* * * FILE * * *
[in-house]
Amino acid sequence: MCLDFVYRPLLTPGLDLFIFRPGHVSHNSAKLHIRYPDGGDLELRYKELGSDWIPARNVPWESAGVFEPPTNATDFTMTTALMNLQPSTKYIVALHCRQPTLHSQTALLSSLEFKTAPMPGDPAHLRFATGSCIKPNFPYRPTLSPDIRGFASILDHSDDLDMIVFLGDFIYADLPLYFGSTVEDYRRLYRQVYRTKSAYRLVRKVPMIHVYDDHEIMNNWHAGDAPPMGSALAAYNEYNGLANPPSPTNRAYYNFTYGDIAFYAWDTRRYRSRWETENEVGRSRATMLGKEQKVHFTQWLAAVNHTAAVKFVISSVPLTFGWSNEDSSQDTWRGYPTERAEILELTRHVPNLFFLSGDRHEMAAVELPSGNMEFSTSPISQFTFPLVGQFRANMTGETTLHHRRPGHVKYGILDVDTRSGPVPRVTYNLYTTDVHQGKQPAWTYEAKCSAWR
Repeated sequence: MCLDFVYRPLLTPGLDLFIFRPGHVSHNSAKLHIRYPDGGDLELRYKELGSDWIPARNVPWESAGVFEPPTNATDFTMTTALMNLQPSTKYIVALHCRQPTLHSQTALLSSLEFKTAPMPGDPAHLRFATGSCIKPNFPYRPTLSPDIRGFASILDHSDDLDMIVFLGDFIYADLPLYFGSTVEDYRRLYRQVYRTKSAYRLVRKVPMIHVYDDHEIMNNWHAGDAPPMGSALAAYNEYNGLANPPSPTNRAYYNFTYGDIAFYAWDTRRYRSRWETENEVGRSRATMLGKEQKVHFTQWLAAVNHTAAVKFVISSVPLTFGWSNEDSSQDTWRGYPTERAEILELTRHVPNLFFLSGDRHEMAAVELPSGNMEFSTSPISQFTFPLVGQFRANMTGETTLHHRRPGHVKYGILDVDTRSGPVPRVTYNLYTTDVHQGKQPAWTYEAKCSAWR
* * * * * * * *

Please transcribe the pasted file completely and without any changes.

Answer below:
[in-house]
Amino acid sequence: MCLDFVYRPLLTPGLDLFIFRPGHVSHNSAKLHIRYPDGGDLELRYKELGSDWIPARNVPWESAGVFEPPTNATDFTMTTALMNLQPSTKYIVALHCRQPTLHSQTALLSSLEFKTAPMPGDPAHLRFATGSCIKPNFPYRPTLSPDIRGFASILDHSDDLDMIVFLGDFIYADLPLYFGSTVEDYRRLYRQVYRTKSAYRLVRKVPMIHVYDDHEIMNNWHAGDAPPMGSALAAYNEYNGLANPPSPTNRAYYNFTYGDIAFYAWDTRRYRSRWETENEVGRSRATMLGKEQKVHFTQWLAAVNHTAAVKFVISSVPLTFGWSNEDSSQDTWRGYPTERAEILELTRHVPNLFFLSGDRHEMAAVELPSGNMEFSTSPISQFTFPLVGQFRANMTGETTLHHRRPGHVKYGILDVDTRSGPVPRVTYNLYTTDVHQGKQPAWTYEAKCSAWR
Repeated sequence: MCLDFVYRPLLTPGLDLFIFRPGHVSHNSAKLHIRYPDGGDLELRYKELGSDWIPARNVPWESAGVFEPPTNATDFTMTTALMNLQPSTKYIVALHCRQPTLHSQTALLSSLEFKTAPMPGDPAHLRFATGSCIKPNFPYRPTLSPDIRGFASILDHSDDLDMIVFLGDFIYADLPLYFGSTVEDYRRLYRQVYRTKSAYRLVRKVPMIHVYDDHEIMNNWHAGDAPPMGSALAAYNEYNGLANPPSPTNRAYYNFTYGDIAFYAWDTRRYRSRWETENEVGRSRATMLGKEQKVHFTQWLAAVNHTAAVKFVISSVPLTFGWSNEDSSQDTWRGYPTERAEILELTRHVPNLFFLSGDRHEMAAVELPSGNMEFSTSPISQFTFPLVGQFRANMTGETTLHHRRPGHVKYGILDVDTRSGPVPRVTYNLYTTDVHQGKQPAWTYEAKCSAWR